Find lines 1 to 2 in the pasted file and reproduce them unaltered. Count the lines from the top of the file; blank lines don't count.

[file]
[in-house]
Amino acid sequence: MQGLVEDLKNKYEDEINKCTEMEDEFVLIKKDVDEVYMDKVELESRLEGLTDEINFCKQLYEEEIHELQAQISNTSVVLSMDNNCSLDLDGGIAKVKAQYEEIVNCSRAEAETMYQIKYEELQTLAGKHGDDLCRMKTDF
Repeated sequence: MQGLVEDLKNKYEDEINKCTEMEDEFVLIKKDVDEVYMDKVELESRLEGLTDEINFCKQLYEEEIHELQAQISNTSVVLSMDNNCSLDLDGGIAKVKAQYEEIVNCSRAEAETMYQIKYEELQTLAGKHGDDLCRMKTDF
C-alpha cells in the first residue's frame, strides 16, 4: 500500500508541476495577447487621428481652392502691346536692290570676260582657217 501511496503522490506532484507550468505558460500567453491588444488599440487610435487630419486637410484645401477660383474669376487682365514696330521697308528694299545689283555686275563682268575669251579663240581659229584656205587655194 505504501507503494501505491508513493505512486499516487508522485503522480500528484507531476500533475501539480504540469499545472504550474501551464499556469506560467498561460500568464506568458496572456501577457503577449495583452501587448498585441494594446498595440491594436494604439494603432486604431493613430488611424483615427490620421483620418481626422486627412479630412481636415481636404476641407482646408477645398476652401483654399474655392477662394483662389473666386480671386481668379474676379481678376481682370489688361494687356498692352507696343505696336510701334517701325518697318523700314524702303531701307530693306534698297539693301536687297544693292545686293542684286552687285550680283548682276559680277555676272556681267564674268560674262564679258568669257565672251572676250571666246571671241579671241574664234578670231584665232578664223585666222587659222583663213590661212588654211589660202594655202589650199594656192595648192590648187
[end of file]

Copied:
[in-house]
Amino acid sequence: MQGLVEDLKNKYEDEINKCTEMEDEFVLIKKDVDEVYMDKVELESRLEGLTDEINFCKQLYEEEIHELQAQISNTSVVLSMDNNCSLDLDGGIAKVKAQYEEIVNCSRAEAETMYQIKYEELQTLAGKHGDDLCRMKTDF